Revenue of $11.71 billion was slightly higher than the $11.68 billion reported in the third quarter of 2007. Net income was $1.07 billion, slightly less than the $1.09 billion reported last year. Time Warner shares rose 2% to $11.07 in morning trading.
At the same time, CEO Jeff Bewkes said only 20% of Time Warner's revenue is now derived from advertising. "Most of our revenue comes from our content and subscription businesses, which have historically been largely insulated from macroeconomic swings," he said.
Movies, cable hold up
Time Warner's filmed-entertainment and cable networks divisions performed well. Filmed-entertainment revenue was down 9% to $2.9 billion due to tough comparisons between the Batman sequel "The Dark Knight" and the last "Harry Potter" installment in 2007. TV-network revenue increased 7% to $42.7 billion, including 10% growth in subscription revenue from cable systems and 9% growth in advertising.
The trouble spots continue to be online and in print. Advertising revenue dropped 6% at AOL, driven by a 12% decrease in revenue from third-party display advertising at Platform A. Paid search was up 12%, due to increases in revenue per search query.
"The economy has had an impact on AOL's advertising business," Mr. Bewkes said. "In particular we have seen increasing weakness from certain advertising categories, specifically in mortgage finance and domestic autos."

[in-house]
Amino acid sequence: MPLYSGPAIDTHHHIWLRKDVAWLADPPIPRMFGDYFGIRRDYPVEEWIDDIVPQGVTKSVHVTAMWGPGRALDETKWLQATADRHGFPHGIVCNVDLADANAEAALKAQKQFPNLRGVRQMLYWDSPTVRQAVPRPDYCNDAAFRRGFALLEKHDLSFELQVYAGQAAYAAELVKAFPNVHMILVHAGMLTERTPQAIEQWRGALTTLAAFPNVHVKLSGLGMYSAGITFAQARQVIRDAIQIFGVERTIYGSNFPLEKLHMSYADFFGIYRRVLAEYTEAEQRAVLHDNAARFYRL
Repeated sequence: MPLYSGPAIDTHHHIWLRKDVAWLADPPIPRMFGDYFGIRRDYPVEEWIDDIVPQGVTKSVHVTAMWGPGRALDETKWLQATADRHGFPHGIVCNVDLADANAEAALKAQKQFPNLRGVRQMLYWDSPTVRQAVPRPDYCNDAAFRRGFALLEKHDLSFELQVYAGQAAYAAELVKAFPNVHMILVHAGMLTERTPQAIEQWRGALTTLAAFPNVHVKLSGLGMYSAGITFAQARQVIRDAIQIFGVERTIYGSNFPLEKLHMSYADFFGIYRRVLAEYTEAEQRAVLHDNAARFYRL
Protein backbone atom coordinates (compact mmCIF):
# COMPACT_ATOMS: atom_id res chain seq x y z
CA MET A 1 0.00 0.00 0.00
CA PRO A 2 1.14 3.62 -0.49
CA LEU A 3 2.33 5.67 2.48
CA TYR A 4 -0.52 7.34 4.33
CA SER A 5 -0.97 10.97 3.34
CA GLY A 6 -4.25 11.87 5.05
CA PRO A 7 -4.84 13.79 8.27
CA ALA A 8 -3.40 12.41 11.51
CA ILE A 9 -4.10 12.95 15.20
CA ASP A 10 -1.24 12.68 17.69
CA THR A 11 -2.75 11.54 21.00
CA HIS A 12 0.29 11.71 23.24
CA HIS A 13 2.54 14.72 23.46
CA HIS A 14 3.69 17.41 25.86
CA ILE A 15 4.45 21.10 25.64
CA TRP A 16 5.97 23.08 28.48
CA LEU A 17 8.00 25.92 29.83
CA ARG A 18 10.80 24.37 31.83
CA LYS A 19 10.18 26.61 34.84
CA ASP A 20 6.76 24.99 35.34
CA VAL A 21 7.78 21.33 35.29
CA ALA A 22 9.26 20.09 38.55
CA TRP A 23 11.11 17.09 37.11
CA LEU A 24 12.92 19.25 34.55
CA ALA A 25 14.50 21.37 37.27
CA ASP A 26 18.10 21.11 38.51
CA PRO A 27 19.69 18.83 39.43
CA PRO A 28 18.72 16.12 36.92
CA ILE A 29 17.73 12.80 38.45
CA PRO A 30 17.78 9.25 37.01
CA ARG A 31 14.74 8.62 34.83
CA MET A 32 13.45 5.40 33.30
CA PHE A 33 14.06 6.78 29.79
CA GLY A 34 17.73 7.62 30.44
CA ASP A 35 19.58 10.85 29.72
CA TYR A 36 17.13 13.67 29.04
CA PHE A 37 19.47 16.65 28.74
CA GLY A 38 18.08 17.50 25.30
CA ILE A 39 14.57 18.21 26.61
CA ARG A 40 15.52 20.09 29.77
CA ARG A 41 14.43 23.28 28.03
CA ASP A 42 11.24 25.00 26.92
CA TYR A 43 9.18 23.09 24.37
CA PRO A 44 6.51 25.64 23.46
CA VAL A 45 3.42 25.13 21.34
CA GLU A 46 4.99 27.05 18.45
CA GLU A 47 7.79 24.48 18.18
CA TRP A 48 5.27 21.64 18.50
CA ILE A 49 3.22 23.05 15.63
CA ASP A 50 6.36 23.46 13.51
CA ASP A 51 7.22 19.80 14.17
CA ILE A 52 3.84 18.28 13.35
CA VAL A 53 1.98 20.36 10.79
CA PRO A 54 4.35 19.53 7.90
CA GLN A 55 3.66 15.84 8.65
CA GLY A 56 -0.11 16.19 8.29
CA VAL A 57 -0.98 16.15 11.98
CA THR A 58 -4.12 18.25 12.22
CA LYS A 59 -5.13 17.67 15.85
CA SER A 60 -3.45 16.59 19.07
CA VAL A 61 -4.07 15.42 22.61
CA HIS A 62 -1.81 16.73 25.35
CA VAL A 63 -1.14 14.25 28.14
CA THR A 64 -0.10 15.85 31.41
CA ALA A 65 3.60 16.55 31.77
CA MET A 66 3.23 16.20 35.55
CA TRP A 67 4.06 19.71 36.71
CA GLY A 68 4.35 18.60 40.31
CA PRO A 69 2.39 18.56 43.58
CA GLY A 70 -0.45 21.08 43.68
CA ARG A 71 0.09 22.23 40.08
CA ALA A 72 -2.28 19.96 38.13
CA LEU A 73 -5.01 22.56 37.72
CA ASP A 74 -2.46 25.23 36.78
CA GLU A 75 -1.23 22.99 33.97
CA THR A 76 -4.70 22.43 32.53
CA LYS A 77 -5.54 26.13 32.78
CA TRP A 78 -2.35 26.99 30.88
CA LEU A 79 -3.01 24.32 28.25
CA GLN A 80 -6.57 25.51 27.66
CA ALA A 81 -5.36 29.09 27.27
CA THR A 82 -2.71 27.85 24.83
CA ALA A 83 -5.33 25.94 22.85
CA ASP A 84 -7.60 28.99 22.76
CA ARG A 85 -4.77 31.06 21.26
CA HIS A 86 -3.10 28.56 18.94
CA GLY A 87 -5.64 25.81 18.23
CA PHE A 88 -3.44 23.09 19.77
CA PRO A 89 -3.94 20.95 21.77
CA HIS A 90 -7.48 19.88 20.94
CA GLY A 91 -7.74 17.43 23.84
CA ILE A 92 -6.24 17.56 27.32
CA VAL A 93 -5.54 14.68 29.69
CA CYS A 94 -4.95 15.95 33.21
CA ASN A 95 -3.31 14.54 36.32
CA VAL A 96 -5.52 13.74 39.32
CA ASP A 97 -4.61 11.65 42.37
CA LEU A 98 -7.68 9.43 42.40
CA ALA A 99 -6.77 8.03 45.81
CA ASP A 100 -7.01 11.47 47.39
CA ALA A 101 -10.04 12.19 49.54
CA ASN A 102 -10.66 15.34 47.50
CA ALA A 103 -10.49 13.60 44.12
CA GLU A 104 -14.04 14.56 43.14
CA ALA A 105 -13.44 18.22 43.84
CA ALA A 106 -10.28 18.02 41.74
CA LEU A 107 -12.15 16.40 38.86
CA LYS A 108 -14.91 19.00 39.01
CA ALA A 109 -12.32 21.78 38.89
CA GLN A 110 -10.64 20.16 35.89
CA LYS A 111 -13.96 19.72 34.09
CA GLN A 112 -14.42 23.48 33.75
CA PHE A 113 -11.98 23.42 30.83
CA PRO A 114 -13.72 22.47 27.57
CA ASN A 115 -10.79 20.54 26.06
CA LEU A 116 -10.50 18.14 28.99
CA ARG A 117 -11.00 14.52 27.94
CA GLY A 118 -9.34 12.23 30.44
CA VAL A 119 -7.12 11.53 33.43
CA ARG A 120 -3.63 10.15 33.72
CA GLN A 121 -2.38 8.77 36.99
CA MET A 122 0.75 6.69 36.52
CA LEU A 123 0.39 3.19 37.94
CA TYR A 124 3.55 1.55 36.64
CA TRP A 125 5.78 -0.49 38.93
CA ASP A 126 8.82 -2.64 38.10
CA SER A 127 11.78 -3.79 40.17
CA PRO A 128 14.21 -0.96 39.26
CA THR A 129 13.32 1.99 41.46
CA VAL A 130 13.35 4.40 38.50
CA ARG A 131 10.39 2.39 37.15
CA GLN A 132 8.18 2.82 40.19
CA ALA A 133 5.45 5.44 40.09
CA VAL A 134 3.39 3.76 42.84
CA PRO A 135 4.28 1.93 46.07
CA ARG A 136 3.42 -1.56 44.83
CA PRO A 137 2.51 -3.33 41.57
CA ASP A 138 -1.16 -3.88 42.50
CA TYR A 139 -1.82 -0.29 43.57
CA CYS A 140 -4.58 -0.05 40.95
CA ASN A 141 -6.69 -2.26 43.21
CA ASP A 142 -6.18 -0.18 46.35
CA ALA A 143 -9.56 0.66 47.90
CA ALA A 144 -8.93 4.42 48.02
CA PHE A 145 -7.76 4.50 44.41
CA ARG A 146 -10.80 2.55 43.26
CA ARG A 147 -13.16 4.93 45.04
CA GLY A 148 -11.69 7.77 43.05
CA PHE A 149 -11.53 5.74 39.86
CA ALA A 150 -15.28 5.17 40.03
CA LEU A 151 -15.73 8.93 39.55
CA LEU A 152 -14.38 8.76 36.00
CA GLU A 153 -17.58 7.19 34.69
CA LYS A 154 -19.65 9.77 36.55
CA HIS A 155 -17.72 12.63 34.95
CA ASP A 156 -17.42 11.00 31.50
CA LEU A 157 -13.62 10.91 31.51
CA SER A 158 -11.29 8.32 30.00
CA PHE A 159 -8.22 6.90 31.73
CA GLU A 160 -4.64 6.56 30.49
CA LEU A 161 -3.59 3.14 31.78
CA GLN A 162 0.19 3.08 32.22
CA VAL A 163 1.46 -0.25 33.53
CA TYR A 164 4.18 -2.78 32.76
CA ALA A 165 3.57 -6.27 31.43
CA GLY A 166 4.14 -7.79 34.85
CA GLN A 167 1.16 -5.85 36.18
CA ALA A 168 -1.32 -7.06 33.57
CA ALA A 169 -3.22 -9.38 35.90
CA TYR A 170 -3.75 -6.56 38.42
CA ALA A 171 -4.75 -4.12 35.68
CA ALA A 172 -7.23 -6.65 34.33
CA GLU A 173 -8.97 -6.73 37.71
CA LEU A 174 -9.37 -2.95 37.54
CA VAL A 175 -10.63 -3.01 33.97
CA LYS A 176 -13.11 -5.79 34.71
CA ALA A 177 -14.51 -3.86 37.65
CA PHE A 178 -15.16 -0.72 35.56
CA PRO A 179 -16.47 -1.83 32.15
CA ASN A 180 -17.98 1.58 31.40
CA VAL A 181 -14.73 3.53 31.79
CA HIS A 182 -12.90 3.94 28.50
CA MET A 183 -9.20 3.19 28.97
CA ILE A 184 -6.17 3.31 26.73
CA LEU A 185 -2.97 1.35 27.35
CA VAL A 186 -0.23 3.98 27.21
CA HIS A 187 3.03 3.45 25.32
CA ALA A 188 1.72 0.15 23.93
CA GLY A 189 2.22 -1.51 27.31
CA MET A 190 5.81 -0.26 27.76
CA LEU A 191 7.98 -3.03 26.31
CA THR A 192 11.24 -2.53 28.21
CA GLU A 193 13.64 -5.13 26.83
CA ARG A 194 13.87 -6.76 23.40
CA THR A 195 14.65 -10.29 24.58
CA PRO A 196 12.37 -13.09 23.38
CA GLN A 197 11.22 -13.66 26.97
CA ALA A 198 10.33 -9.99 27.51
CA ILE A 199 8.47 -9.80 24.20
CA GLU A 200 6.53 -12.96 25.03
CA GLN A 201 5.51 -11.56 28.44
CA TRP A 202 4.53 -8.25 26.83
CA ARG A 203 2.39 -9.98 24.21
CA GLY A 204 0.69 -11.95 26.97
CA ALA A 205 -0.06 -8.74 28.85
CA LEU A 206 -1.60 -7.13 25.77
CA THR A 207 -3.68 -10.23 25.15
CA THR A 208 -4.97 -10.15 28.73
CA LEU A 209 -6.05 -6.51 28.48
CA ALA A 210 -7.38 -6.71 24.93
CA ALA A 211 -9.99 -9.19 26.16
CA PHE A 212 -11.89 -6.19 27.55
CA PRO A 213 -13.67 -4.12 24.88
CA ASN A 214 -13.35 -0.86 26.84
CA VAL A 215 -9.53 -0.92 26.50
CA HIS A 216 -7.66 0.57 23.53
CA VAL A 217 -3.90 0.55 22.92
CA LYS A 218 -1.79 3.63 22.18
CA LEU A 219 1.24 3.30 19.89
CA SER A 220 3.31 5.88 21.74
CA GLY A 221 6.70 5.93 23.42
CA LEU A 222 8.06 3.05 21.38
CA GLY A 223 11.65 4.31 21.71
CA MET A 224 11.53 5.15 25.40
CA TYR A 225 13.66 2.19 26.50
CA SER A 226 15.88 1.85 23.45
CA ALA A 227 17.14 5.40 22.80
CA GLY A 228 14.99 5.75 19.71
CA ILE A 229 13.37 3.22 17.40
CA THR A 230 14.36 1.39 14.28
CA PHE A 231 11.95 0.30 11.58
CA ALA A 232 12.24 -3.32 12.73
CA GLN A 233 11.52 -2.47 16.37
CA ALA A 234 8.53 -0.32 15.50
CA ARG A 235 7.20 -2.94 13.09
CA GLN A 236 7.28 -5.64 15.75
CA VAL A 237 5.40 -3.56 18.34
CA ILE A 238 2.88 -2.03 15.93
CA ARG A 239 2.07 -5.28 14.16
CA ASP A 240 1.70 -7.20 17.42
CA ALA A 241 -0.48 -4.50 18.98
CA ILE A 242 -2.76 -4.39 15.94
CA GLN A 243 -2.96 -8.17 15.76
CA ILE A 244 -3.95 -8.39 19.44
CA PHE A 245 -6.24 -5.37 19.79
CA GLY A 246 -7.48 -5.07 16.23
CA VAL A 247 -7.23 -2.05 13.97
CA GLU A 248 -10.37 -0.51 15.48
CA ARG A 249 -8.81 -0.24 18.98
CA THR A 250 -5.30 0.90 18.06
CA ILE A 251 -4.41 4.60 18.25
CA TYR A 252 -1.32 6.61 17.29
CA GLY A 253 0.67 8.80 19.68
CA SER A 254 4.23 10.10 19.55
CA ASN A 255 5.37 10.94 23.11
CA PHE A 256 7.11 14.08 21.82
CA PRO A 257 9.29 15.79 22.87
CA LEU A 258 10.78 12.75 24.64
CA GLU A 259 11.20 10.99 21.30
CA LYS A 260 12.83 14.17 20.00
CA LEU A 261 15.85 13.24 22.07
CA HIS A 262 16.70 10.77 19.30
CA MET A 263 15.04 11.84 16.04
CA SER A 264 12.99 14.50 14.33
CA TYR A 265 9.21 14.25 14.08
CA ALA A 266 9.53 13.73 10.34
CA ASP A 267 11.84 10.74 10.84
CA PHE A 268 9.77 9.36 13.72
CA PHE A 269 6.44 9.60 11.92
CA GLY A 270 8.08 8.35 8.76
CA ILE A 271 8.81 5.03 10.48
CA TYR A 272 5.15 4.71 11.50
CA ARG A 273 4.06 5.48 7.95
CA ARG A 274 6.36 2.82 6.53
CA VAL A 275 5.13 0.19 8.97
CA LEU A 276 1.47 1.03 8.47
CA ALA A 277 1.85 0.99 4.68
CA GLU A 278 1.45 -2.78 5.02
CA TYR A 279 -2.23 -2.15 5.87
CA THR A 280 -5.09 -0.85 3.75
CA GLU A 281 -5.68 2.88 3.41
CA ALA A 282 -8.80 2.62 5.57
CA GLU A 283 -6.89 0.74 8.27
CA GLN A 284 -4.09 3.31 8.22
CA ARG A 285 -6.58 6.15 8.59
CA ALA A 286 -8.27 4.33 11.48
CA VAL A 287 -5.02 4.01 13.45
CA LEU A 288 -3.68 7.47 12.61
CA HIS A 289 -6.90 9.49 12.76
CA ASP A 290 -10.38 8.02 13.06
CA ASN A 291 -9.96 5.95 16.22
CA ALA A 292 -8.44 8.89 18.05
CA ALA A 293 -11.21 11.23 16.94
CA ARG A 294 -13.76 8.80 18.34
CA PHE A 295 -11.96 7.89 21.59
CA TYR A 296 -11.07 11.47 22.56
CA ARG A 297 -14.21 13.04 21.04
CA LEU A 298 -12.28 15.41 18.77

No decision on AOL
In the earnings release, Mr. Bewkes reiterated his goal of making Time Warner "the industry's leading pure content company," but he refused to comment on the potential sale of AOL to Yahoo or Microsoft, subject of ongoing talks between the companies.
"We do think that we have adequate scale domestically in AOL, but we have said that if there was a strategic opportunity to put AOL on a stronger position, we would look at it closely," he said.
Revenue at Time Warner's publishing unit was down 7% to $1.1 billion, led by an 8% drop in ad revenue. Mr. Bewkes said the 6% reduction in Time Inc. staff would bring savings of $150 million in 2009.
Time Warner lowered its full-year outlook partly to reflect $100 million to $125 million in the fourth quarter for severance and other costs for planned job cuts in the magazine unit. It also cited a "challenging economic environment."
The company is now expecting a 5% annual growth rate in 2008, compared to a range of 7% to 9% growth predicted earlier this year. Full-year earnings per share will be $1.04 to $1.07 per share, down from $1.07 to $1.11 per share predicted earlier in the year.